Why an event that aims to dispell stereotypes is worth your time

| 11/18/12 6:51pm

We have all done it. Whether we want to admit it or not, at some point, we’ve all made an assumption and fed into stereotypes based on someone else’s appearance. But a Nov. 26 event put on by Jerika Nguyen called “We Are One” is out to rid Grand Valley State University of these stereotypes by raising awareness and having a little fun at the same time. Ridding a community of stereotyping is not a new concept, but it is a good reminder – especially at a campus that is becoming more diverse each year. As of this semester, about 15 percent of the total student body (3,581 students out of 24,654) come from a non-Caucasian background – and although there is arguably room for, we do live in not only an increasingly diverse campus, but an increasingly diverse world.

In fact, Barack Obama’s win in the most recent presidential election had political analysts everywhere blogging about “our changing American fabric.” Obama, who did not win the majority vote of white males, still managed to take the presidency, and that signals not only a changing mindset of inclusion and equality, but a changing American population – one that is much richer and much more diverse than the generation before us. The 2010 U.S. Census reported that “the white population continued to be the largest race group in the nation, representing 75 percent of the total population, but grew at a slower rate than the total population.”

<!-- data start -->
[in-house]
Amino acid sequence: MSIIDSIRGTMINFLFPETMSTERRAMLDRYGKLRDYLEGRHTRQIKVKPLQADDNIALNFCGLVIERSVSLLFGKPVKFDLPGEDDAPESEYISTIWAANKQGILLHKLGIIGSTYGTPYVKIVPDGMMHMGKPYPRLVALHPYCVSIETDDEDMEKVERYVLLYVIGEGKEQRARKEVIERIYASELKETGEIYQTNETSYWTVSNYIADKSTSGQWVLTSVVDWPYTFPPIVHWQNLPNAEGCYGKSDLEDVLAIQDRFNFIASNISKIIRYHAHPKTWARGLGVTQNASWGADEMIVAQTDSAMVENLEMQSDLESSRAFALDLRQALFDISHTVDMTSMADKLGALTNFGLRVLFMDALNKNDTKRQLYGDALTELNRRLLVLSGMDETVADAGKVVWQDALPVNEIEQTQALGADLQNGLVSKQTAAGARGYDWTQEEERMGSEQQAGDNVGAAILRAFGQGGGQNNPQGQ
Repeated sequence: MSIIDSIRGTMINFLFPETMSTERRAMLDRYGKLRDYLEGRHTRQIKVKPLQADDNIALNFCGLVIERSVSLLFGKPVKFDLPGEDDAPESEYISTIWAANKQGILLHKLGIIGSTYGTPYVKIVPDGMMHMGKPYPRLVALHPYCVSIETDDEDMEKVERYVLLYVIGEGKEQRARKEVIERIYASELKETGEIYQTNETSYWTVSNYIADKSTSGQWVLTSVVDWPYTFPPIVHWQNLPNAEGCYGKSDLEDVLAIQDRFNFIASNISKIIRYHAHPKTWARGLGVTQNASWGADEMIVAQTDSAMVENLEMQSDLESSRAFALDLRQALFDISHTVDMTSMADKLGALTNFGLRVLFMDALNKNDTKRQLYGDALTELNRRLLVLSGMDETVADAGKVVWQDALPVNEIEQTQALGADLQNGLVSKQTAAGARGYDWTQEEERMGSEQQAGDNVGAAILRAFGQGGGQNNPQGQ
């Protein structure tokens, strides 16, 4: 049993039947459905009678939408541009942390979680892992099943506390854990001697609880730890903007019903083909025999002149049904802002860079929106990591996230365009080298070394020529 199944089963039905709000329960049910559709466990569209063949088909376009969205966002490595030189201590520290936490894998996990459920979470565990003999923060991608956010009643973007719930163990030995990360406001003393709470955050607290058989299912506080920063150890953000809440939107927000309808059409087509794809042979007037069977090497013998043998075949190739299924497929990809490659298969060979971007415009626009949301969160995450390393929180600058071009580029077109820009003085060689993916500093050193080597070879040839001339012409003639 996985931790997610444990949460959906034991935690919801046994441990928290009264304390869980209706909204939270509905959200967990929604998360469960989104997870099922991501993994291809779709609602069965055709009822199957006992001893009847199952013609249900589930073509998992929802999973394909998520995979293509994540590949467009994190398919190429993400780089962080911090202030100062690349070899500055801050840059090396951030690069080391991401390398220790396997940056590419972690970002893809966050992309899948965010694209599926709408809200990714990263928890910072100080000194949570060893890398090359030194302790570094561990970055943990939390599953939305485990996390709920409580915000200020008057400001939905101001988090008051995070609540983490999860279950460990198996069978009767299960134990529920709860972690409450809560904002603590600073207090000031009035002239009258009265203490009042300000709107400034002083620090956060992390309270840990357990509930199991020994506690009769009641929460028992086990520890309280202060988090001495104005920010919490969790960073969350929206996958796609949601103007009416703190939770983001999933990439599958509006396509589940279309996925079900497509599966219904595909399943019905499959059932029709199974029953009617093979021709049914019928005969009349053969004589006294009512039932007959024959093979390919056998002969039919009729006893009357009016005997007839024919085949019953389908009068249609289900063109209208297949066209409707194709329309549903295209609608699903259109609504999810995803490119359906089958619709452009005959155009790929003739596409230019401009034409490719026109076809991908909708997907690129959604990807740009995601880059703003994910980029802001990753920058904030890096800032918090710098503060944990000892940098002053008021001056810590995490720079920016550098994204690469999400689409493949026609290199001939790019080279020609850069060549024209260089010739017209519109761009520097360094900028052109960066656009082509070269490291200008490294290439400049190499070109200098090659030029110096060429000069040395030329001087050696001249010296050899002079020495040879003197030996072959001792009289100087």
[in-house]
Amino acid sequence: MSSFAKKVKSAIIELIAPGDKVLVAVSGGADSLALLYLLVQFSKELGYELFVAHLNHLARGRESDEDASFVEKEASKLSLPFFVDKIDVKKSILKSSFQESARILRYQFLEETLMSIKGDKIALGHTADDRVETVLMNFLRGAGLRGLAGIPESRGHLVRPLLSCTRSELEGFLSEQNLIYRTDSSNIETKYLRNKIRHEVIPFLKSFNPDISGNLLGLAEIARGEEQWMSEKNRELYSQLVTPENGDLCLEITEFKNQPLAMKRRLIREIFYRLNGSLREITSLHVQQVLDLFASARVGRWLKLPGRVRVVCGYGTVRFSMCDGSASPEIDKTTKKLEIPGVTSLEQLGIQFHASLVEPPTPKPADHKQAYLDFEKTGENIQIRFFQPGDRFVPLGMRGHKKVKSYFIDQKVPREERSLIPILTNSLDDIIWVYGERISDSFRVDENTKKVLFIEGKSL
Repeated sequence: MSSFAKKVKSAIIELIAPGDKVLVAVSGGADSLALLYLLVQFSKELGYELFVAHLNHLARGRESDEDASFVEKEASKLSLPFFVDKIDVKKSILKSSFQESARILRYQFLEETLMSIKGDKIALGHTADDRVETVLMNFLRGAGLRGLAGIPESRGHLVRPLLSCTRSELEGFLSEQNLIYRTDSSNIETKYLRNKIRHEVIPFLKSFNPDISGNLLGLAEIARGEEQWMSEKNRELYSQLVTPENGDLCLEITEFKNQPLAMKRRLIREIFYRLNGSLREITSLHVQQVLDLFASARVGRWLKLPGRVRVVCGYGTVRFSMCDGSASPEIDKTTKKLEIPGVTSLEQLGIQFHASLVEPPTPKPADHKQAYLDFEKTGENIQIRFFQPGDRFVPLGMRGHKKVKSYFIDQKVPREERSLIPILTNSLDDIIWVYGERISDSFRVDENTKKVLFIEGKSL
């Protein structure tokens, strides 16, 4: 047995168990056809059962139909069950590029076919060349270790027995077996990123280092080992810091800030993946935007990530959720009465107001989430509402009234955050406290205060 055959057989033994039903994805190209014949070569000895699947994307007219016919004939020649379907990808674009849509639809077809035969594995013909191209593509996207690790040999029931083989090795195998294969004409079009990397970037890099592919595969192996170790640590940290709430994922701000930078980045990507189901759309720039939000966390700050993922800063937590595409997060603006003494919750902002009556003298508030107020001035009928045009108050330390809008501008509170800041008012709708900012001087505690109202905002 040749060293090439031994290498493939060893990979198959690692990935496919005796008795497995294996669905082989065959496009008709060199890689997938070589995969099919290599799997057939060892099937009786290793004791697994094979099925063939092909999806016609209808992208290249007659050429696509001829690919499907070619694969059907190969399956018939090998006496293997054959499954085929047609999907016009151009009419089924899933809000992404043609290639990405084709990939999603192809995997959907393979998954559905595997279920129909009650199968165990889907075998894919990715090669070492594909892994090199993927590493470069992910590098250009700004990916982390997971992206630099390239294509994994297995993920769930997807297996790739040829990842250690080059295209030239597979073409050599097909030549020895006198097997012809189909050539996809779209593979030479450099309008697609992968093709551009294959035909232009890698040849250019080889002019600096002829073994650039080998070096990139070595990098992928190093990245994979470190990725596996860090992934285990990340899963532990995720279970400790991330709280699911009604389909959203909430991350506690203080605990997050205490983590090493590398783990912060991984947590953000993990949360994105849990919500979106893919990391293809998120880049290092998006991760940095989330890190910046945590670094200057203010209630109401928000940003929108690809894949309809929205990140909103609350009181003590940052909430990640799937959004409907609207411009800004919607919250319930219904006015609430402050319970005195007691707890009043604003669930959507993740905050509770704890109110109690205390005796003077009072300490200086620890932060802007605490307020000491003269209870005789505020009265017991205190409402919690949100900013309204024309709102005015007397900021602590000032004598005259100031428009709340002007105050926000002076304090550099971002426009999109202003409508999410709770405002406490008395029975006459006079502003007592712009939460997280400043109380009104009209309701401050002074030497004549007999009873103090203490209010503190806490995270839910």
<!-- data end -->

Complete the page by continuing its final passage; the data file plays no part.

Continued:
So there’s a very real, and wonderful change in this dynamic nation, and by on an event like this, students who fall into this stereotypes will not only feel a sense of relief, it will also help the campus as a whole – by building a sense of togetherness on campus, our student body can grow and mature.
While we will never live in a world free of stereotypes, this first step can lead to a better student body filled with acceptance for others.

So take our word for it, GVSU, and check out the “We Are One” event on Nov. 26. It’ll be hosted in the Kirkhof Center’s Grand River Room from 6-9 p.m. and even if you don’t think you stereotype, it’s still worth the reminder that no matter your skin color, your religious beliefs, where you are from or your gender, we all bleed the same blood and think the same things; therefore, we all deserve the same respect from one and other.

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